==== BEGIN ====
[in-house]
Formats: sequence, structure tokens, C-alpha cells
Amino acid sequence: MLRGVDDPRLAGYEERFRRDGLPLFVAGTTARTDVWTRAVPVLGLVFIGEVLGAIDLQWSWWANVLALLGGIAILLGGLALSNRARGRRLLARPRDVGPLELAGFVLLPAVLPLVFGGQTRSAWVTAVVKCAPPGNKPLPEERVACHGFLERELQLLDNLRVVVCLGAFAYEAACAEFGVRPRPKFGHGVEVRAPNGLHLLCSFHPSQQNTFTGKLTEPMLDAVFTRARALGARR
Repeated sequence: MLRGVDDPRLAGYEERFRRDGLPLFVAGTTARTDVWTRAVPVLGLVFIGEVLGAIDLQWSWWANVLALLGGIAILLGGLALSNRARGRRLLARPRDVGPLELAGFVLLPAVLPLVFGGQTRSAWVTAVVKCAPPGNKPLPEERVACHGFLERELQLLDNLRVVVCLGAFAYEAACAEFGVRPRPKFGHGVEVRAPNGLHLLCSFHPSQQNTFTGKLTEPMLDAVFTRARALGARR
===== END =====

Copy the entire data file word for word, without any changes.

[in-house]
Formats: sequence, structure tokens, C-alpha cells
Amino acid sequence: MLRGVDDPRLAGYEERFRRDGLPLFVAGTTARTDVWTRAVPVLGLVFIGEVLGAIDLQWSWWANVLALLGGIAILLGGLALSNRARGRRLLARPRDVGPLELAGFVLLPAVLPLVFGGQTRSAWVTAVVKCAPPGNKPLPEERVACHGFLERELQLLDNLRVVVCLGAFAYEAACAEFGVRPRPKFGHGVEVRAPNGLHLLCSFHPSQQNTFTGKLTEPMLDAVFTRARALGARR
Repeated sequence: MLRGVDDPRLAGYEERFRRDGLPLFVAGTTARTDVWTRAVPVLGLVFIGEVLGAIDLQWSWWANVLALLGGIAILLGGLALSNRARGRRLLARPRDVGPLELAGFVLLPAVLPLVFGGQTRSAWVTAVVKCAPPGNKPLPEERVACHGFLERELQLLDNLRVVVCLGAFAYEAACAEFGVRPRPKFGHGVEVRAPNGLHLLCSFHPSQQNTFTGKLTEPMLDAVFTRARALGARR